CCLOTD: On the Importance of Words in Web Design

This is the third post in my Cynical Corporate Lesson of the Day series.  I’m, thankfully, about to run out of cynicism, so just check out my Introduction notes here.
This is for those who care about the grind.

You know what was missing from my previous job’s organizational structure?

Copywriters.

Image from Dan North’s blog

 

I’m just thankful I get to see it in action now (in my current job).

Marketing-centric organizations (like the digital advertising agency where I work) value copywriting a lot.  You can’t sell anyone something without the well-crafted words to tell them what’s so special about it.

The challenge (or advantage — depending on how you want to look at things) of working inside a media/entertainment company was that our internal Clients (the actual heads and creatives of the media brands) were highly-experienced content-creators themselves.  In the organization, they were, then, considered responsible for content.

Because of this, the web development team became more relegated to designing “houses” or containers for content, and not really the content itself.

Continue reading “CCLOTD: On the Importance of Words in Web Design”

LFTD: “Think of storytelling before responsive design”

Useful, well-written post by Jani Modig on Medium.

There are many articles these days on the importance of content, but Modig’s proof seem to be the clearest, and simplest to remember:

“according to the latest statistics (verified by The Associated Press)and even the goldfish have an ability to concentrate longer than us”
 
“I had spent couple of all nighters watching Game of Thrones on my laptop and in the following mornings I realized I was explaining to clients that people are just browsing web, not really concentrating on the content.”
 

Jani Modig is a UX designer.  See more of his work here.

Jani Modig Portfolio (Skype)
Jani Modig Portfolio (Skype)

5 Ideas I liked (since January): Pie + Creative brainstorming, Google work philosophy, Watercolor Typography, Facebook Userflow

1. One of my favorite ideas in the past year.

Pie + User Feedback or Community Involvement + Design = PieLab

2.  This PaidContent article on the insensitive coincidences of online ads and tragic news stories (e.g. shooting massacre articles and bloody novelty shirt ads).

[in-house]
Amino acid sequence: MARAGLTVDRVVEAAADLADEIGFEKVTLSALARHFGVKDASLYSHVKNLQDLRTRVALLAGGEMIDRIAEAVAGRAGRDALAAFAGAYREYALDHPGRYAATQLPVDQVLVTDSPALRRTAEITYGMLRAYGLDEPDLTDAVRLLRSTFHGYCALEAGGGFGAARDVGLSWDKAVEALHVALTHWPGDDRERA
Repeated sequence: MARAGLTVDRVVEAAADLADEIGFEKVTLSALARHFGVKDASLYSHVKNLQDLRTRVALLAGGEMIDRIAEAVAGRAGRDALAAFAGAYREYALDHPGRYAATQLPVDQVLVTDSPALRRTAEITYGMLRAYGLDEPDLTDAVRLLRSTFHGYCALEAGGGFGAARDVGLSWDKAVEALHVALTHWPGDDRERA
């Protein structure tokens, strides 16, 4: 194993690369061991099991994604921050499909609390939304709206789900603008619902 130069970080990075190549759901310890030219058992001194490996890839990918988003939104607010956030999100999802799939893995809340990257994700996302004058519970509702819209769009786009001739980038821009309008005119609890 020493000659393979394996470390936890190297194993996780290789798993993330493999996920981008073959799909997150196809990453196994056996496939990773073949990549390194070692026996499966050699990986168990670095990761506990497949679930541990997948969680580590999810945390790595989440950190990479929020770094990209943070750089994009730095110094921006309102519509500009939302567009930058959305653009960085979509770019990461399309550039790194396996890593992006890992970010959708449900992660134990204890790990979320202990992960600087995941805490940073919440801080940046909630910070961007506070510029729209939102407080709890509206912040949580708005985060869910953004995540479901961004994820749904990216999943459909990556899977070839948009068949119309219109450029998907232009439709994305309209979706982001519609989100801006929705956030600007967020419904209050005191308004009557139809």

Screencap by Evan Brown

3.  “Why Google Does Things The Way It Does“, by The Guardian.

Thought-provoking.  Because you keep hearing about how Google is revolutionary, but they’re never as suave at branding themselves as Apple, plus they have weird ideas like Google glass, and annoying decisions like killing Google Reader:

“In its behaviour and vocabulary, Google oozes scientific method. A couple of times recently I’ve heard Google executives say in public, ‘if you can’t measure it, you can’t improve it’. …engineers are trained not to act on intuition. You are allowed to have intuition, of course, but you use it to make hypotheses, which you then test. You act on the results of those tests…

When an experiment is completed, you either choose to follow up on it, or you terminate it and move on to something else. A scientist doesn’t get emotional about this; it’s the way the system works, and everyone knows that it’s all for the best.”

4.  I don’t know which I enjoyed more – the Maricor/Maricar watercolor typography exercises…

Or the Shillington Design Blog “I Love These Guys” category page, where they were featured?

Shillington Design Blog - MaricorMaricar
Shillington Design Blog – MaricorMaricar

5.  Facebook sharing its “Report Abuse” interaction flow.

7 Magazine-type blogs: Culture-curation’s really where it’s at now, I guess?

1.  Flavorwire  – “Cultural news and critique

I like the relationship between this cultural news magazine, and Flavorpill, which is their web app to “find events in your city”.

A well thought-out experience, of learning about, finding and going to interesting things.

In fact, I would probably measure the success of a “culture news” website by the number of individual articles I feel like spontaneously opening, plus the number of outgoing links that I also open.

In that case –

Articles:  4

10 Criminally Underrated 90’s songs

Video of the day: If Pinterest were Invented in the 90’s

What’s On at Flavorpill: The Links that Made the Rounds in Our Office

Glowing Night Photos of Urban Grocers

Clicked external links: 4

Jawbreaker Shot Glass

and, from probably one of the most addictingly viral “pop culture news” magazine sites – Buzzfeed:

The Top 10 Most Legally and Illegally Downloaded TV Shows

14 Trends from Coachella 2012 You’ll Probably See More of This Summer

13 Untapped 90’s Fashion Trends

2.  Domus I love this magazine/site.  It looks just immersing and beautiful, and the features are good slices of the art and design world.

3.  Kempt

I like this.  In comparison to hearty (#6 in this list), this is more like what I’m talking about.

Distinct voice, even if isn’t exactly for me.

Feels crowded, but the content seems well-written enough – fresh takes on even “normal”-seeming things.